Monitoring of the case of Alexander Kryzhanovsky and Alexander Melnik (hearing on 02.06.20)

On February 6, 2020, the Kharkov Court of Appeal heard criminal proceeding on the appeal of A. Kryzhanovsky and A. Melnik against the decisions of the Gadyatsky District Court of the Poltava Region, which extended their term of detention.

Alexander Kryzhanovsky and Alexander Melnik are charged with the murder of the mayor of Kremenchug A. Babaev and the judge of the Kremenchug court A. Lobodenko. The term of detention of the accused exceeds 5 years. The ISHR has been monitoring this lawsuit since 2017 and more than once found violations of the European Convention. A detailed report on violations in this case can be found on the official website of the ISHR.

For convenience, we will break this report into two parts. The first will be devoted to the consideration of the appeal of A. Kryzhanovsky, and the second – to the appeal of A. Melnik.

  1. Kryzhanovsky indicated that he had been in a pre-trial detention center for 65 months and the extension of his detention was automatic.

According to paragraph 3 of Art. 5 of the Convention for the Protection of Human Rights and Fundamental Freedoms (hereinafter referred to as the Convention) after a certain period of time, it is just the existence of reasonable suspicion that does not justify deprivation of liberty, and the courts must give other reasons for the extension of detention (Judgment in the case of “Borisenko v. Ukraine”, para. 50). Moreover, these grounds must be clearly indicated by the national courts (“Eloev v. Ukraine”, para. 60, “Kharchenko v. Ukraine”, para. 80).

The European Court of Human Rights (hereinafter referred to as the Court) often found a violation of Art. 5 of the Convention in cases where national courts continued the detention of the defendant, referring mainly to the gravity of the charges and using template language, without even considering specific facts or the possibility of alternative measures (“Kharchenko v. Ukraine”, paras. 80-81; “Tretyakov v. Ukraine” para. 59).

The existence of a reasonable suspicion of a crime committed by a detained person is a prerequisite for the legality of its continued detention, but after the lapse of time such a suspicion will not be enough to justify prolonged detention. The Court never attempted to translate this concept into a clearly defined number of days, weeks, months or years, or at different times depending on the gravity of the crime. Once “smart suspicion” is no longer sufficient, the court must establish that the other grounds given by the courts continue to justify the person’s deprivation of liberty (“Maggie and Others v. The United Kingdom”, paras. 88-89).

The Court also recalls the immutability of the grounds for suspicion. The fact that the arrested person has committed an offense is a sine qua non condition for his continued detention to be considered legal, but after a while this condition is no longer sufficient. Then the Court must establish that the other grounds on which the decisions of the judiciary are based continue to justify the deprivation of liberty. If these grounds turn out to be “relevant” and “sufficient”, then the Court will ascertain whether the competent national authorities found “special good faith” in the conduct of the proceedings (“Labita v. Italy”, para. 153).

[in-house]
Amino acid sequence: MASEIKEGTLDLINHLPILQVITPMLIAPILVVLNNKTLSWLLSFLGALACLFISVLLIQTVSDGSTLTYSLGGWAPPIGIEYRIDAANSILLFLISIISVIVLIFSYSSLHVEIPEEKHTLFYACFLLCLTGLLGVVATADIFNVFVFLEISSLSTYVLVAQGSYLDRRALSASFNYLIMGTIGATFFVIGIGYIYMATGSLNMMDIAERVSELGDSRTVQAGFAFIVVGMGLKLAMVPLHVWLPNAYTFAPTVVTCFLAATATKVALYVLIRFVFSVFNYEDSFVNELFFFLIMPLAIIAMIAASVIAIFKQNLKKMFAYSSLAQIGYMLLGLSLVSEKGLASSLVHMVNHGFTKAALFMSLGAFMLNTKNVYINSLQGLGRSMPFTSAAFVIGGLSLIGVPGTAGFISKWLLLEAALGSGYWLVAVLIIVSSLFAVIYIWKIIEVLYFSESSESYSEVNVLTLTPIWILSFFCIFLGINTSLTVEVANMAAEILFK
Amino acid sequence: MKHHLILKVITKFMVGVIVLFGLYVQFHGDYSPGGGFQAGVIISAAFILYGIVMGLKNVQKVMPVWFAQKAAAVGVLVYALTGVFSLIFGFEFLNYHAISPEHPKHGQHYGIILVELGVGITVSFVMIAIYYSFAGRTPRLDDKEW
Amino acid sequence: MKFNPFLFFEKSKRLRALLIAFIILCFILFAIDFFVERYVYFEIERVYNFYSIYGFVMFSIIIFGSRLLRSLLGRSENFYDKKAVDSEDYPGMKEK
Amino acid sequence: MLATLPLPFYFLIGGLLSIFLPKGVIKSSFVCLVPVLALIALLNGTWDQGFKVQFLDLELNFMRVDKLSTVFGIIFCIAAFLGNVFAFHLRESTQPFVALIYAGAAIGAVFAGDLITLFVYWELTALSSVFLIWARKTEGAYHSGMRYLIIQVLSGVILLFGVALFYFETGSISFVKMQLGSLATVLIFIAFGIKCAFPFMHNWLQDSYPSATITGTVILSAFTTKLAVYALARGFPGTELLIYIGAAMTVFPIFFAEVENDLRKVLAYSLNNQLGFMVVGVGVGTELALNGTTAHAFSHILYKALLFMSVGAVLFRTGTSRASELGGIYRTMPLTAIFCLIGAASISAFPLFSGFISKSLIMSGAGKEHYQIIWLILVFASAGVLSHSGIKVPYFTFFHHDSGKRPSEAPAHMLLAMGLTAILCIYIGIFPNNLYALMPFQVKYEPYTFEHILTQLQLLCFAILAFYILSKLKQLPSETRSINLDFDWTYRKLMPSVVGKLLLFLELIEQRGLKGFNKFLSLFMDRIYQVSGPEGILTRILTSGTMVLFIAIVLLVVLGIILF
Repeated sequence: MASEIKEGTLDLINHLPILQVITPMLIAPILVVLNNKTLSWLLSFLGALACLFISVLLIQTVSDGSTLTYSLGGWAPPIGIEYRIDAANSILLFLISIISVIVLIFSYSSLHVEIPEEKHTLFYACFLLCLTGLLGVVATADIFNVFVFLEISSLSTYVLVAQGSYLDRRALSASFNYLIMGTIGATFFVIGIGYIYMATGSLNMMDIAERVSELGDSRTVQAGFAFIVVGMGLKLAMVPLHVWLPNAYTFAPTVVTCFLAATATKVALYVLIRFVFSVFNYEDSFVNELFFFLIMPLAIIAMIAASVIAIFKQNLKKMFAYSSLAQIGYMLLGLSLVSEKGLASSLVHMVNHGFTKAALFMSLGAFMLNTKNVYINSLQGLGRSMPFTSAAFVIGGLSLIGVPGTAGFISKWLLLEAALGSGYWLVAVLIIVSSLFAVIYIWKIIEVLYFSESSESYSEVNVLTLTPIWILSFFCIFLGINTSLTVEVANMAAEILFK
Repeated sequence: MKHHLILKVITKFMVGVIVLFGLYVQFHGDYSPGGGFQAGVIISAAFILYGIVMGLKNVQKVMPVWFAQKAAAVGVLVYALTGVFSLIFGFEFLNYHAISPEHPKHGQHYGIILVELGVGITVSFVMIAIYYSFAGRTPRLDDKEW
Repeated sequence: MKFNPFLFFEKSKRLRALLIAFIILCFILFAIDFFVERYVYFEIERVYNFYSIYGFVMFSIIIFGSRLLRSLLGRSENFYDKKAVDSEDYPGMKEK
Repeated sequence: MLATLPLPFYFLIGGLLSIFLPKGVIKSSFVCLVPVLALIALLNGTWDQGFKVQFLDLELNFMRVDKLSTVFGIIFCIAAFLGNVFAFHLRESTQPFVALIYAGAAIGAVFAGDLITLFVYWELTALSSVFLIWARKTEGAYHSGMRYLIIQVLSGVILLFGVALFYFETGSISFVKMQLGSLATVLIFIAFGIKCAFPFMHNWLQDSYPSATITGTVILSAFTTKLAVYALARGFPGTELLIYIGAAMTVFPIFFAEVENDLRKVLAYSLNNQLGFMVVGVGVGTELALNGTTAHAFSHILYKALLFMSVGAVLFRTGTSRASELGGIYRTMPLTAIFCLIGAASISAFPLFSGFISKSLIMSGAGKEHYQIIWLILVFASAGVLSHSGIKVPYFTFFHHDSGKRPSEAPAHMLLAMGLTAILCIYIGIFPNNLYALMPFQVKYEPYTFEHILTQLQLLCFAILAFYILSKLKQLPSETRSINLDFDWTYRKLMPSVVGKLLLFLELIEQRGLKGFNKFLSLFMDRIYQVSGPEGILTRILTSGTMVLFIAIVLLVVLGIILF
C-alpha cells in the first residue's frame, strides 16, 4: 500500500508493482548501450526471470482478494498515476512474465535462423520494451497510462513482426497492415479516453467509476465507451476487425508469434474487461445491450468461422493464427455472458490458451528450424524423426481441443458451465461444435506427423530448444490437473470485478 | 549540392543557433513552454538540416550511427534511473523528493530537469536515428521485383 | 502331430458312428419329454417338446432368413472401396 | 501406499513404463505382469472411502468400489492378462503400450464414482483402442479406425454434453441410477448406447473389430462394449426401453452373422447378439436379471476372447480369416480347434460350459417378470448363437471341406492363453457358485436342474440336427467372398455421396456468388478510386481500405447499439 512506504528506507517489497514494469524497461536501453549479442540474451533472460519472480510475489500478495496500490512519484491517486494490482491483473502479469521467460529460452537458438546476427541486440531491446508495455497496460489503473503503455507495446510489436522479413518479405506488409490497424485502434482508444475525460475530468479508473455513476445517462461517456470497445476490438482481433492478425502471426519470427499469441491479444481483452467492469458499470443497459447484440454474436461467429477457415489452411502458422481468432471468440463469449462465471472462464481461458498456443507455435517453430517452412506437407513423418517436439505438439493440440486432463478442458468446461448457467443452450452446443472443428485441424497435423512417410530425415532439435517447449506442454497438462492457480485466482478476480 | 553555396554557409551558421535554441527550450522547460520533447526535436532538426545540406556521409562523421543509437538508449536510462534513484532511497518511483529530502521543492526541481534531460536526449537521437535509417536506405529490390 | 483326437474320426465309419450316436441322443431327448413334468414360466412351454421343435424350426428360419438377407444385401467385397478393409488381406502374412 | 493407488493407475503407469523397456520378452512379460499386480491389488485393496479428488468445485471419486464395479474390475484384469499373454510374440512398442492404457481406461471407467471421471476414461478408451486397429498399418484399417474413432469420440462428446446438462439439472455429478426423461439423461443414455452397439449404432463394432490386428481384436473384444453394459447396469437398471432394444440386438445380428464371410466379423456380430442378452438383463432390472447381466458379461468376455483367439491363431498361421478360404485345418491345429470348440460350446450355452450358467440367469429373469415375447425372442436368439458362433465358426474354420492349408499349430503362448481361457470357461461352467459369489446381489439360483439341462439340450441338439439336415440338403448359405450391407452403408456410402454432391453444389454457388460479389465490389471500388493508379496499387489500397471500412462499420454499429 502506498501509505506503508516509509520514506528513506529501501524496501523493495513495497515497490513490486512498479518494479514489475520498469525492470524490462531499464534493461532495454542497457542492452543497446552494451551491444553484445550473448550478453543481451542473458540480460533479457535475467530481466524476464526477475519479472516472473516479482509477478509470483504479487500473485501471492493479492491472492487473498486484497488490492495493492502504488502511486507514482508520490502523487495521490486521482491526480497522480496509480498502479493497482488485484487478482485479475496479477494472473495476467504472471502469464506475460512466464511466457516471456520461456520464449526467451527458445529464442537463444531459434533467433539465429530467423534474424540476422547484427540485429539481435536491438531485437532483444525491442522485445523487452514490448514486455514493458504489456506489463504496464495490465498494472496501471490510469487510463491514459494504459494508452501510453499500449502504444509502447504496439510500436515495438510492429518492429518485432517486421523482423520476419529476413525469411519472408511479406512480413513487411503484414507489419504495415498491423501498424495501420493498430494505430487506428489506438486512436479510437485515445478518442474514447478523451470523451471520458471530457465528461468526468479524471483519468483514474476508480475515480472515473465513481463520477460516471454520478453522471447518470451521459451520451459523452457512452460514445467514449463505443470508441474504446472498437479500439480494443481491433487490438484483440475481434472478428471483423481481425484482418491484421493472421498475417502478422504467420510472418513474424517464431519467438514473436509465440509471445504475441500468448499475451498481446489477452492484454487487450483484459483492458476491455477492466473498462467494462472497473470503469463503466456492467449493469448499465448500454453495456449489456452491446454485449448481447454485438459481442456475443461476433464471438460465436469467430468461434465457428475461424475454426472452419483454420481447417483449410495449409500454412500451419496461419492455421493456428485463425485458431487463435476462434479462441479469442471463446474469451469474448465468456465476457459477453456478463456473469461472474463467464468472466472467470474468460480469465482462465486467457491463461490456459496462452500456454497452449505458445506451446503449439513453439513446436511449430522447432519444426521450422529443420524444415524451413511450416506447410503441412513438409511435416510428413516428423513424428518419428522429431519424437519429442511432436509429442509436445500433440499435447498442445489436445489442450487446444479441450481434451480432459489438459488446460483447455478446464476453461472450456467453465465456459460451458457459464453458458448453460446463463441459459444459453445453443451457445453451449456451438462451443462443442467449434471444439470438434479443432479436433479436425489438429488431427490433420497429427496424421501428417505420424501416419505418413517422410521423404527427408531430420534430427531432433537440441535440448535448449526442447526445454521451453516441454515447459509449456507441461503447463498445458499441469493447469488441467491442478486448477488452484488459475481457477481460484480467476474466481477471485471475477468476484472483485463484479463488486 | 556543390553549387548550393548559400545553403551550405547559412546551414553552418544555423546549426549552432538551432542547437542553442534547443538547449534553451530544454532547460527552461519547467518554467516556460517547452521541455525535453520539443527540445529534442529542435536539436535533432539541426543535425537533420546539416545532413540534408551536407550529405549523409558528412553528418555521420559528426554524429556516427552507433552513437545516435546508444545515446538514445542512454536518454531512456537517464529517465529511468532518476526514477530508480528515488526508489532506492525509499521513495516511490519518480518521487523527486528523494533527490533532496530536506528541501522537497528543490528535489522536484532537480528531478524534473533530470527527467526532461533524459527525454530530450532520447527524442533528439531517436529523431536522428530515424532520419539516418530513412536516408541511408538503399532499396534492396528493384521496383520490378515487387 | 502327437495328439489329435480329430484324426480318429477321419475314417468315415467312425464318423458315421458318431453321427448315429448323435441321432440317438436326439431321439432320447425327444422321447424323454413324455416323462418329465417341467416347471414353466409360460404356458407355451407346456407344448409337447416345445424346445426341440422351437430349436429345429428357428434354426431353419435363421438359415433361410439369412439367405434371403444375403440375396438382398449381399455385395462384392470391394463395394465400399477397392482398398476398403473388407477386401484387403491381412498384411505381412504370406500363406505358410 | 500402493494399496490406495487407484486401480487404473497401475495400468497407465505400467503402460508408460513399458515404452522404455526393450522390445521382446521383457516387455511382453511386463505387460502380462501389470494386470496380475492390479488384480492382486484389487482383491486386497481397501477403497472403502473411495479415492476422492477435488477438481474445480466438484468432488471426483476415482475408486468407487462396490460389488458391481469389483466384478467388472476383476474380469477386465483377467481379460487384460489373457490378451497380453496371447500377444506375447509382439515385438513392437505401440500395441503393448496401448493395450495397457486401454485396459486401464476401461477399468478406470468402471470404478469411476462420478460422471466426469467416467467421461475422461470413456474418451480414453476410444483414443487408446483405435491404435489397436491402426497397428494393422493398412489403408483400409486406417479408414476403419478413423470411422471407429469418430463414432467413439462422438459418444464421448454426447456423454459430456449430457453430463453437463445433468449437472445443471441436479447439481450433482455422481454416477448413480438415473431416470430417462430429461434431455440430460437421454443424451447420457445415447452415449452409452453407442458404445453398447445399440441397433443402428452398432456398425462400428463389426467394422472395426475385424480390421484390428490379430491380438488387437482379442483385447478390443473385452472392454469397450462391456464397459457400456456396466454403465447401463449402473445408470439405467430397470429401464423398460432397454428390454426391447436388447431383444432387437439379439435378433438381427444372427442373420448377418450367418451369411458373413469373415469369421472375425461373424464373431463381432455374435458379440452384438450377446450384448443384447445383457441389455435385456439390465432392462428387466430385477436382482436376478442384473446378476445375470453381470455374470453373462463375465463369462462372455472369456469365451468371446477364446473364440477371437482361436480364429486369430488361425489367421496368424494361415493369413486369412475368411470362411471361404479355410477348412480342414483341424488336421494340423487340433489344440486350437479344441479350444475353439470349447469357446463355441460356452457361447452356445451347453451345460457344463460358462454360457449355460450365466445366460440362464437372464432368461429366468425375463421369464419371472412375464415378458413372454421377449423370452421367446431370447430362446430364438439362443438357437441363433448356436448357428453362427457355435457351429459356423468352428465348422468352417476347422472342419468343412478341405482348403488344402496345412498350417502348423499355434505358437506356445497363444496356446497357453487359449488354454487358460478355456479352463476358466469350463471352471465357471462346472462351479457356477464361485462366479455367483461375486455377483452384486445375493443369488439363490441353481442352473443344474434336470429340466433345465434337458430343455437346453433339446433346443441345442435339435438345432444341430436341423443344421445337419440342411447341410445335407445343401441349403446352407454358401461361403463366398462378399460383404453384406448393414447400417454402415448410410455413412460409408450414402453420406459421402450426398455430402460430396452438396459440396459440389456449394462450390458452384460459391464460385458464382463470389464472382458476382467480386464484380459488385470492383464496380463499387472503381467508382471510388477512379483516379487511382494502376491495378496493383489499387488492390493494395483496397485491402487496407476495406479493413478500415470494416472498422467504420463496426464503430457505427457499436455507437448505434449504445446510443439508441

In addition, the accused indicated that the appealed court decision had lost its force, since the period of detention was extended until December 22, 2019. And today is February 6, 2020.

Attorney of A. Kryzhanovsky stated that for reasons independent of the district court and the court of appeal the question could not be considered, since this is no longer relevant. The second lawyer drew attention to the need to close the appeal proceedings based on exhaustion of the action by the appealed court decision.

As a result of the judicial review, the appeal was rejected.

The impossibility of timely consideration of the case arose due to the lack of judges. At the first automated formation of the college of judges, the lawyer of the accused stated about the challenge of the judge Grishin P.V.  As a result, while the composition of the judges was being re-determined, the relevance of the consideration of the appeal was lost. However, such a situation, in the opinion of the International Society for Human Rights, restricts person’s right of access to a court. A person has the right not only to initiate proceedings, but also the right to count on the solution of his question.

  1. When considering the appeal of A. Melnik, the lawyer stated about the challenge of Judge S. Shchabelnikov since he had already recused himself and this issue had already been resolved by previous decisions. As a result, the application was granted. The automated system will form a panel of judges for the third time. However, this is not necessary. Indeed, the next decision to refuse to satisfy the appeal because its consideration is no longer relevant does not affect the right of A. Melnik and other accused to consider the case within a reasonable time.

It should also be noted that on February 12, 2020, the Gadyatskiy District Court is once again considering the issue of extending the measure of restraint for A. Melnik, A. Krizhanovsky and another accused in this case, I. Kunik. Thus, given the automatic extension of the measure of restraint for the accused, the new court ruling on the extension of detention will be the second one that was scheduled for consideration by the Kharkov Court of Appeal. That even more calls into question the realization of the right to appeal the court ruling on the appointment or extension of a measure of restraint.

The International Society for Human Rights will continue to monitor and refine the details of this proceeding.